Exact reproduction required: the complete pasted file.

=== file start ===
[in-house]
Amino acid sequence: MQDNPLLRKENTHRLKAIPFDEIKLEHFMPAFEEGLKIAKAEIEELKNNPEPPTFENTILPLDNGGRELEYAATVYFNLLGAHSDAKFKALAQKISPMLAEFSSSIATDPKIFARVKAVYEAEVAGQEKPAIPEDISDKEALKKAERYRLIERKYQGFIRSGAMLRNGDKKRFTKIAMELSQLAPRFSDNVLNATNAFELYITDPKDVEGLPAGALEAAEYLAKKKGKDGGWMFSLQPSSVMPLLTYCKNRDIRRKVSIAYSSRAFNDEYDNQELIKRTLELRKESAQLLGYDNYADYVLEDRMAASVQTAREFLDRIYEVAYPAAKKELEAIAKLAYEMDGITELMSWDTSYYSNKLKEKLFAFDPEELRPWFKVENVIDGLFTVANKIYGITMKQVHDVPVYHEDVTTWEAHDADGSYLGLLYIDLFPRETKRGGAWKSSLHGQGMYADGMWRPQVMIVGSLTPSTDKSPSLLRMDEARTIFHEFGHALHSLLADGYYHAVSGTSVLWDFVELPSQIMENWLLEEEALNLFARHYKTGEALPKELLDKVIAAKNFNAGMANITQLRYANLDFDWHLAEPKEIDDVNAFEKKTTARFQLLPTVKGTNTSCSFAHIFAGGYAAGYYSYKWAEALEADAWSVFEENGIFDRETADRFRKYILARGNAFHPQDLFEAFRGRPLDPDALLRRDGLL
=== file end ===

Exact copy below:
[in-house]
Amino acid sequence: MQDNPLLRKENTHRLKAIPFDEIKLEHFMPAFEEGLKIAKAEIEELKNNPEPPTFENTILPLDNGGRELEYAATVYFNLLGAHSDAKFKALAQKISPMLAEFSSSIATDPKIFARVKAVYEAEVAGQEKPAIPEDISDKEALKKAERYRLIERKYQGFIRSGAMLRNGDKKRFTKIAMELSQLAPRFSDNVLNATNAFELYITDPKDVEGLPAGALEAAEYLAKKKGKDGGWMFSLQPSSVMPLLTYCKNRDIRRKVSIAYSSRAFNDEYDNQELIKRTLELRKESAQLLGYDNYADYVLEDRMAASVQTAREFLDRIYEVAYPAAKKELEAIAKLAYEMDGITELMSWDTSYYSNKLKEKLFAFDPEELRPWFKVENVIDGLFTVANKIYGITMKQVHDVPVYHEDVTTWEAHDADGSYLGLLYIDLFPRETKRGGAWKSSLHGQGMYADGMWRPQVMIVGSLTPSTDKSPSLLRMDEARTIFHEFGHALHSLLADGYYHAVSGTSVLWDFVELPSQIMENWLLEEEALNLFARHYKTGEALPKELLDKVIAAKNFNAGMANITQLRYANLDFDWHLAEPKEIDDVNAFEKKTTARFQLLPTVKGTNTSCSFAHIFAGGYAAGYYSYKWAEALEADAWSVFEENGIFDRETADRFRKYILARGNAFHPQDLFEAFRGRPLDPDALLRRDGLL